New oil producer Guyana is expected to lift 2 million barrels more of Liza crude this year, representing the country’s share of 5 million barrels; 3 million of which have already been exported.
Oil production got underway in the South American country in December 2019, the eve of a year when the world was rocked by the coronavirus pandemic in the midst of a price war. Oil demand drastically declined following lockdowns and travel restrictions due to the pandemic. Initial outlooks and uncertainty surrounding the course of the pandemic led to a disagreement between two of the largest oil producers, Russia and Saudi Arabia in early March. Bilateral talks between global oil producers ended in agreement on April 13, with promises to cut petroleum output and hopes rising that these might help stabilize the oil price in the coming weeks. However, with storage facilities and oil tankers quickly filling up, fears grew over where to store excess oil, leading to record negative prices between April 20 and April 22.
Oil markets have returned to relatively stable ground since that time with Brent prices within a narrow $40-$45 per barrel range and could conclusively pass the $50 per barrel mark in the second half of 2021, according to Roger Diwan and the IHS Markit Energy Advisory Service.
The IHS Markit Brent price outlook has been revised upward to an average price of $42.35/bbl in 2020 and $49.25/bbl in 2021—up $7.09/bbl and $5.25/bbl, respectively, from the outlook in May.
Given where Brent prices stood at the end April – below $20/bbl – this revised average price by IHS Markit means Guyana stands to gain double what it would have, had prices remained at the April level. However, this is still below the $60/bbl range which was the price when the country lifted its first cargo earlier this year.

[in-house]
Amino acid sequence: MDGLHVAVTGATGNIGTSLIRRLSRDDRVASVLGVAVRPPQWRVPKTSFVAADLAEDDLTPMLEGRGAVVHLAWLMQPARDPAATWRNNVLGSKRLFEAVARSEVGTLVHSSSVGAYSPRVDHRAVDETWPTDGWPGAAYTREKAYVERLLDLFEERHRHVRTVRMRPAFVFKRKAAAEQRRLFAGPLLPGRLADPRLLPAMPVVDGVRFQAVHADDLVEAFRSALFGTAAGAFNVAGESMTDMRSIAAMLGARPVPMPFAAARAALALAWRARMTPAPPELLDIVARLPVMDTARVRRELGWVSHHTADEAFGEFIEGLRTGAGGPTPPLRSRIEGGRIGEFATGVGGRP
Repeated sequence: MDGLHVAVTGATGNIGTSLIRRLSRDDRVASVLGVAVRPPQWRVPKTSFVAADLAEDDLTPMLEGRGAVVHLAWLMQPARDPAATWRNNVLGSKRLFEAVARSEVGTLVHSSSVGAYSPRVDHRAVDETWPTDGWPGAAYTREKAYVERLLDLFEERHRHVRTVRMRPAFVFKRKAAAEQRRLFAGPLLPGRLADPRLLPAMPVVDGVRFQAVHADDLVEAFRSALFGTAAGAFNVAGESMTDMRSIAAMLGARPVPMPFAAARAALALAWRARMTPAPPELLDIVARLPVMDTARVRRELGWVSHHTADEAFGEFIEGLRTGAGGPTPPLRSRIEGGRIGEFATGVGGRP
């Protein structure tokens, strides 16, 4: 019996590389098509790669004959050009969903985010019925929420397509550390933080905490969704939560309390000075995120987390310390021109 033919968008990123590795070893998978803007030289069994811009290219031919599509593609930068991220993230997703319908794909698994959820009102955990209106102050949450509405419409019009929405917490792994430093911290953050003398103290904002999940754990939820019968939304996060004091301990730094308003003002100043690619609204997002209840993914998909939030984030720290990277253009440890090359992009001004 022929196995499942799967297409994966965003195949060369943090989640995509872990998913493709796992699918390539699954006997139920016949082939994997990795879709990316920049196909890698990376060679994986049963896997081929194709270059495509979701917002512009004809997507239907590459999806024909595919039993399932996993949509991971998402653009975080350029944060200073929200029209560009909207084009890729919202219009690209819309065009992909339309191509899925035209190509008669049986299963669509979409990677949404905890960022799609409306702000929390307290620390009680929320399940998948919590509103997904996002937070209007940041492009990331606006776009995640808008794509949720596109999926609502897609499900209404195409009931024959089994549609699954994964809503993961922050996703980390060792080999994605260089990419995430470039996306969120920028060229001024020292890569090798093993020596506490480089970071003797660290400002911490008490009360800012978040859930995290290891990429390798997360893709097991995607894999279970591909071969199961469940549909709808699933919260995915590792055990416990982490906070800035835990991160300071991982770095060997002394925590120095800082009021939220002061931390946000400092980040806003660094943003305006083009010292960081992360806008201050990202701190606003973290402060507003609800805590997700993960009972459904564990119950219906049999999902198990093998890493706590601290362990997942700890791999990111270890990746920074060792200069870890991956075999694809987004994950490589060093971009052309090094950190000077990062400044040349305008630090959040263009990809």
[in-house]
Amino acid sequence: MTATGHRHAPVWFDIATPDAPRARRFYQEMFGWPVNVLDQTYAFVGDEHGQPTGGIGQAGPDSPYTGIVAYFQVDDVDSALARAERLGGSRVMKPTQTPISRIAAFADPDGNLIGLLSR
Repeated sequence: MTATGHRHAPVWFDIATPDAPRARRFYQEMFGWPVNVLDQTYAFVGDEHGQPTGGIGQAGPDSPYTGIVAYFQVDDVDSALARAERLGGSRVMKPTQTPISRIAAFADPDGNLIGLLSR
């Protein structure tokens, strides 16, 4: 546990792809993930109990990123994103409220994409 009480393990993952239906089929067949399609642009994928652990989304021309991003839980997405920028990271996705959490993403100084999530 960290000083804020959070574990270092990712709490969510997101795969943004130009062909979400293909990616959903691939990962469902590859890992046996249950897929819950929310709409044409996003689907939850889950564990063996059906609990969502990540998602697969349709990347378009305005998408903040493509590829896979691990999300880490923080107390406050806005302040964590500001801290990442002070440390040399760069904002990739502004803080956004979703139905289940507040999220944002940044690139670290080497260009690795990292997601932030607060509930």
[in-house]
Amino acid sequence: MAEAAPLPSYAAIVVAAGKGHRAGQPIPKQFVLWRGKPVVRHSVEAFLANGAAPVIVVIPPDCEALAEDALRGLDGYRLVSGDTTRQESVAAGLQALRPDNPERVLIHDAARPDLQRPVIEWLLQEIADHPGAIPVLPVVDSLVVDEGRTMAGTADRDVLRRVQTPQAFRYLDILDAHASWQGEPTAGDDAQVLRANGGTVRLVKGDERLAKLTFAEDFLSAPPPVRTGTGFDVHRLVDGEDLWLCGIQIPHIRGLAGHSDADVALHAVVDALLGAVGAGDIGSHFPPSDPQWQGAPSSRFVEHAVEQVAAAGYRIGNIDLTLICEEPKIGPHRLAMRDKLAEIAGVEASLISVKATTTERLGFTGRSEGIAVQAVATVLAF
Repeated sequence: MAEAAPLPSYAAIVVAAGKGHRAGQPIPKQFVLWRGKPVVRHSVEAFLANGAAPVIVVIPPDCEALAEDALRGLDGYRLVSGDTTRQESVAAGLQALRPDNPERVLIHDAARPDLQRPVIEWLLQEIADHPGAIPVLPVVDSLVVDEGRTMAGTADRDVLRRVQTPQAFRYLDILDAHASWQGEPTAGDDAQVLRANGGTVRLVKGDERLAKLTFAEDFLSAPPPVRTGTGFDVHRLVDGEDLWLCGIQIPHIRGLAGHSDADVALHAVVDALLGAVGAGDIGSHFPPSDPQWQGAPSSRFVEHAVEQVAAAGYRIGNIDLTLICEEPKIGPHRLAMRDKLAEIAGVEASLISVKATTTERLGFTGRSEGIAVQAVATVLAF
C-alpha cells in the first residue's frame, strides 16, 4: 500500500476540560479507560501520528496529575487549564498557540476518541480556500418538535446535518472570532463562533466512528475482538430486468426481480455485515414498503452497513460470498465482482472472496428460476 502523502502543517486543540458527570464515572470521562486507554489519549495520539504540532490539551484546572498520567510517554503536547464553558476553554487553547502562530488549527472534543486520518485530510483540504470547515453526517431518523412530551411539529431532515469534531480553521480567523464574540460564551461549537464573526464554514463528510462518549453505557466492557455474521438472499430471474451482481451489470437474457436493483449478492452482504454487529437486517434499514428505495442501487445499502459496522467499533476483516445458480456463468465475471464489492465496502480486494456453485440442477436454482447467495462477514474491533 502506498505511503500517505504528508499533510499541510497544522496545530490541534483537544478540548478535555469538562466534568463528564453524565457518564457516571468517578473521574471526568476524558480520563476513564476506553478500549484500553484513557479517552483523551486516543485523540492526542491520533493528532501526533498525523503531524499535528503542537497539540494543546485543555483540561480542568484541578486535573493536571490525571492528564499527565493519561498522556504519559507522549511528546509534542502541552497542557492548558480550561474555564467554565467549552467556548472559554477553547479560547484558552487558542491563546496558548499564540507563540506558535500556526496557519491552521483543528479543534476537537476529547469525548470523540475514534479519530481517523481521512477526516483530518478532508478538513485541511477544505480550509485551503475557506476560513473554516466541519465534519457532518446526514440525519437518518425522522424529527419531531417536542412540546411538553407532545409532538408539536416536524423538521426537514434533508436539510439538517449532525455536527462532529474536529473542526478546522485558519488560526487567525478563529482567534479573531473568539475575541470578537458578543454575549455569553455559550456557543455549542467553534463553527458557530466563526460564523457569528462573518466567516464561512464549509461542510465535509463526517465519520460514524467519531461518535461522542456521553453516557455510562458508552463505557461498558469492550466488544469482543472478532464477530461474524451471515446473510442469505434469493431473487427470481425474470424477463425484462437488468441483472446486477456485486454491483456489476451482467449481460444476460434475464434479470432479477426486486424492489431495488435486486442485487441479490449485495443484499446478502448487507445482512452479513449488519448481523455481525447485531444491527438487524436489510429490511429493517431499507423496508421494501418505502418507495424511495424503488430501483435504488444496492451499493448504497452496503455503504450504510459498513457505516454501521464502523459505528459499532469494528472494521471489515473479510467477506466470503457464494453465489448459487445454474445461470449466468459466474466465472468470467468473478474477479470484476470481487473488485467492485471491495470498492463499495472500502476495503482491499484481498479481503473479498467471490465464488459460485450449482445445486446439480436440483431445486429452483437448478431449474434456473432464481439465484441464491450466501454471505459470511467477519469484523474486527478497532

“The record cuts set in motion in May and June by Saudi Arabia and its OPEC+ partners played a pivotal role in accelerating the improbable rebalancing of global oil markets. With demand recovering from April lows and after giving markets an extra month to find their footing, these exporters have now moved from managing the immediate surplus of the crisis towards managing the recovery,” Roger Diwan, vice president financial services, IHS Markit, said.
Barring a large second wave of COVID-19 cases driving widespread economic shutdowns, IHS Markit expects Brent will stay within a $40-$47/bbl price band on average over the next four quarters.
This stabilization period will make way for the more structural stage of the recovery process, wherein the progressive normalization of demand and OECD commercial stocks allows a return of most spare capacity in Russia and in the key producing countries in the Gulf. This could start as early as the second half of 2021, when Brent prices could conclusively pass the $50/bbl mark.
“The recent display of restored harmony among OPEC+ heavyweights Saudi Arabia and Russia illustrates that the strategic debate within the group over price levels and market share has time to run,” Diwan said.